Tuesday 13th October; Alvechurch to Stoke Pound
We were away by 9 in bright sunshine before plunging into Shortwood Tunnel (wet) and then Tardebigge (dry). We stopped at the facilities block to empty a cassette and dump rubbish. The bins had just been emptied and I inadvertently put the rubbish into the recycling bin, which was sideways on and it was just by chance I spotted the writing on the side. Why are the rubbish and recycling bins all red and why isn’t the recycling one separated from the general waste bins? I’ve stopped using the red recycling bins as so many people don’t realise/don’t care about the recycling and just sling their rubbish in. Anyway I got the boathook and fished it out to put it in the right bin. We started down the 30-lock Tardebigge flight just after 10. One day I must visit Tardebigge Church which has a beautiful and unusual spire.
In spite of the lovely sunshine there was a biting wind and all the walkers were well wrapped up. The Tardebigge Engine House looked as though it was being renovated last time we were here. It used to be the Tyler’s Lock pub, and is now luxury apartments after an application for change of use to offices was refused. Strictly Private now, with notices to that effect.
There were lots of dogs taking their owners for walks. Near the reservoir Meg started to play with a larger dog before deciding it was too scary, but in taking evasive action she tipped herself into the canal! Luckily she is quite light and I could easily pull her out though I got pretty wet when she shook herself. This is the innocent cause of her downfall with its apologetic owner behind.
The other day as we were going through Wast Hills tunnel, Dave wondered how many bricks had been used and where they had been made. Today I spotted this stamped into a brick in one of the lock surrounds.
At about the halfway point of the flight is a damson tree. Ripe fruit was still on it but too high to reach. One of the locks near the bottom of the flight has a footpath crossing it, but I don’t remember the footbridge last time we came this way. It is a sort of cantilever arrangement and there is a small drop to the bank on the towpath side.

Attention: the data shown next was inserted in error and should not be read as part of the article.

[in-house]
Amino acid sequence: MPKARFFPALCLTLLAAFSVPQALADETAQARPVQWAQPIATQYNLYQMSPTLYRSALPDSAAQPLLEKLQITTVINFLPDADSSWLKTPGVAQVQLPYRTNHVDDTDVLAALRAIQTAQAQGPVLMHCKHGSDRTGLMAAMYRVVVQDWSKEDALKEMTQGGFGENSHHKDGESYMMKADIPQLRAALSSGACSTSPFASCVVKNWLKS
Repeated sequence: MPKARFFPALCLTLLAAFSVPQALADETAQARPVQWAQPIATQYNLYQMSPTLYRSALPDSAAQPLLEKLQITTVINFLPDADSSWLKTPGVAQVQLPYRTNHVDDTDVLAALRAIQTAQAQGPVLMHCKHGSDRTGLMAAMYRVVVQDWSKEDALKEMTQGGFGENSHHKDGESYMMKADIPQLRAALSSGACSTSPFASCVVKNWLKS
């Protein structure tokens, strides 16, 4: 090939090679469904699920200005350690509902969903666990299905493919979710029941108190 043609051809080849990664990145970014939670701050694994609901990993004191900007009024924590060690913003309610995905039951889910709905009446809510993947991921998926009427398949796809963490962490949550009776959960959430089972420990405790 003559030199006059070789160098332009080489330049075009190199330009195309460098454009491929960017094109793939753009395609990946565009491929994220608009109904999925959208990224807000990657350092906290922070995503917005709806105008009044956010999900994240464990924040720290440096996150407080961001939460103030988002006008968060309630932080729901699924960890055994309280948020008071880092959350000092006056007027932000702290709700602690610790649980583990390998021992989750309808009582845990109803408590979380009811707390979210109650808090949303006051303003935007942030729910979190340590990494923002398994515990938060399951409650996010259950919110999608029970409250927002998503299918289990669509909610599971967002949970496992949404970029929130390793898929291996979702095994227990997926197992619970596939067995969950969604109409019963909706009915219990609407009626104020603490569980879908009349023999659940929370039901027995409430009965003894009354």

We got into a splendid rhythm as we worked down. Apart from the top lock, I had to turn every single one, but luckily it is easy to see if there is a boat on its way up (or not, today). I would leave Dave coming into the lock I had just opened while I walked back to close up the previous one. As he worked down his lock, I went on to the next but one, where I raised a top paddle before coming back to open the gate of the one below Dave’s lock, then as he brought Chuffed towards that one I walked back to close up the lock he’d just left ….. It worked beautifully and we were down in 3 hours 40 minutes. I did a lot of walking though – the flight is about a mile and a half long. The work was made a little easier by the pawl catches on the ground paddles – they are the pivoted sort that can be released by a little movement of the windlass when you start to wind down, so you don’t have to hold them out of the way. When you are operating 30 of them (not 60 – I only raised the paddles on the towpath side) this makes a considerable saving of effort!
I had been hoping to give my shorts a last glimpse of the sun today; but although I got hot working the locks and walking downhill, every time I turned round to go back uphill I was going straight into the freezing wind. We were relieved that there was plenty of space to moor at the bottom of the flight.
The moorings seem to have been improved since we were here last. My legs were tired – I must have walked the flight three times in all – so I lazed about inside this afternoon (apart from going over to book a table at the pub) while Dave stayed out in the cold doing more paint touch-up work. The only two boats we saw on the move today came down later in the afternoon and moored in front of us – one a hire boat from Worcester which had only gone up to Alvechurch the day before. Gluttons for punishment!
At 7 we walked over to the lovely warm pub and had a pleasant meal. How on earth did I miss the sign saying 25% off everything between 5 and 7 o’clock when I went in to book? Then I did a double-take when I went into the ladies – these two lovely chaps were standing there grinning at me….
They are of course photos reflected in the mirror! Almost life-size and pasted to the cubicle doors (looking out, I’m not sure I would feel comfortable if they were looking in ….). I think they are Paul Newman and Robert Redford as Butch Cassidy and the Sundance Kid. Rather nice to look at but a bit of a surprise to start with!
30 locks, 5 miles, Shortwood tunnel (613 yards, wet) and Tardebigge tunnel (580 yards).